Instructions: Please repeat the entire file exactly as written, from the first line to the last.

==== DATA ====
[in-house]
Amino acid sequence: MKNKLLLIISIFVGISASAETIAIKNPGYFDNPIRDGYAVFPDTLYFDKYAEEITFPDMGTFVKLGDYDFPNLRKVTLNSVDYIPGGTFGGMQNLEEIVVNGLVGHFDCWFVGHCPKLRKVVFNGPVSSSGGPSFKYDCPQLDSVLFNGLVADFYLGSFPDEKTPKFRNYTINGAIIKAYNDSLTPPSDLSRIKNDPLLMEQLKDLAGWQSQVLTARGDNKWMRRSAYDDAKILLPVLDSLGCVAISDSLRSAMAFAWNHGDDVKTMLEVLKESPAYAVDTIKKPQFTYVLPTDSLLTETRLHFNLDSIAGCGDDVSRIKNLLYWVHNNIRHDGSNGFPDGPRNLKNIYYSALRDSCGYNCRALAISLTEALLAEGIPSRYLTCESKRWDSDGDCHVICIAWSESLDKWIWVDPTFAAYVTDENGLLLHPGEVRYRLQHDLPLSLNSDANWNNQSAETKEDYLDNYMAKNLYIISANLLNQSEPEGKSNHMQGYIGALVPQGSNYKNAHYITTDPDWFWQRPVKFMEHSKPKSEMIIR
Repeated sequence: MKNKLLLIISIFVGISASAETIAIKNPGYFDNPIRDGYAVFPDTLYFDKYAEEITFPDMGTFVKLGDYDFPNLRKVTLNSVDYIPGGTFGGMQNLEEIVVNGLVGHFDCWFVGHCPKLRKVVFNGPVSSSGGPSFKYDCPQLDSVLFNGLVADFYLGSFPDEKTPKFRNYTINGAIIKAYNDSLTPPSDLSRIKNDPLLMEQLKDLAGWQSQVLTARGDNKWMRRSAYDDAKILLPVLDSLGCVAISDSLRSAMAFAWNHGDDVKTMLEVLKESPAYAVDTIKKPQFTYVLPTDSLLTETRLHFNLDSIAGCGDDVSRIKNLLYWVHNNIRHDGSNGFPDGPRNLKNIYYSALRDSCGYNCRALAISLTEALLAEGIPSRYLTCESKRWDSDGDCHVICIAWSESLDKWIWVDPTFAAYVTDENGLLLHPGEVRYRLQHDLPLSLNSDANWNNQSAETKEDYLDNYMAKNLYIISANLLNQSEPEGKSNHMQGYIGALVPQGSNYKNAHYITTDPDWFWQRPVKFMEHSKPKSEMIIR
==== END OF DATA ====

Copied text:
[in-house]
Amino acid sequence: MKNKLLLIISIFVGISASAETIAIKNPGYFDNPIRDGYAVFPDTLYFDKYAEEITFPDMGTFVKLGDYDFPNLRKVTLNSVDYIPGGTFGGMQNLEEIVVNGLVGHFDCWFVGHCPKLRKVVFNGPVSSSGGPSFKYDCPQLDSVLFNGLVADFYLGSFPDEKTPKFRNYTINGAIIKAYNDSLTPPSDLSRIKNDPLLMEQLKDLAGWQSQVLTARGDNKWMRRSAYDDAKILLPVLDSLGCVAISDSLRSAMAFAWNHGDDVKTMLEVLKESPAYAVDTIKKPQFTYVLPTDSLLTETRLHFNLDSIAGCGDDVSRIKNLLYWVHNNIRHDGSNGFPDGPRNLKNIYYSALRDSCGYNCRALAISLTEALLAEGIPSRYLTCESKRWDSDGDCHVICIAWSESLDKWIWVDPTFAAYVTDENGLLLHPGEVRYRLQHDLPLSLNSDANWNNQSAETKEDYLDNYMAKNLYIISANLLNQSEPEGKSNHMQGYIGALVPQGSNYKNAHYITTDPDWFWQRPVKFMEHSKPKSEMIIR
Repeated sequence: MKNKLLLIISIFVGISASAETIAIKNPGYFDNPIRDGYAVFPDTLYFDKYAEEITFPDMGTFVKLGDYDFPNLRKVTLNSVDYIPGGTFGGMQNLEEIVVNGLVGHFDCWFVGHCPKLRKVVFNGPVSSSGGPSFKYDCPQLDSVLFNGLVADFYLGSFPDEKTPKFRNYTINGAIIKAYNDSLTPPSDLSRIKNDPLLMEQLKDLAGWQSQVLTARGDNKWMRRSAYDDAKILLPVLDSLGCVAISDSLRSAMAFAWNHGDDVKTMLEVLKESPAYAVDTIKKPQFTYVLPTDSLLTETRLHFNLDSIAGCGDDVSRIKNLLYWVHNNIRHDGSNGFPDGPRNLKNIYYSALRDSCGYNCRALAISLTEALLAEGIPSRYLTCESKRWDSDGDCHVICIAWSESLDKWIWVDPTFAAYVTDENGLLLHPGEVRYRLQHDLPLSLNSDANWNNQSAETKEDYLDNYMAKNLYIISANLLNQSEPEGKSNHMQGYIGALVPQGSNYKNAHYITTDPDWFWQRPVKFMEHSKPKSEMIIR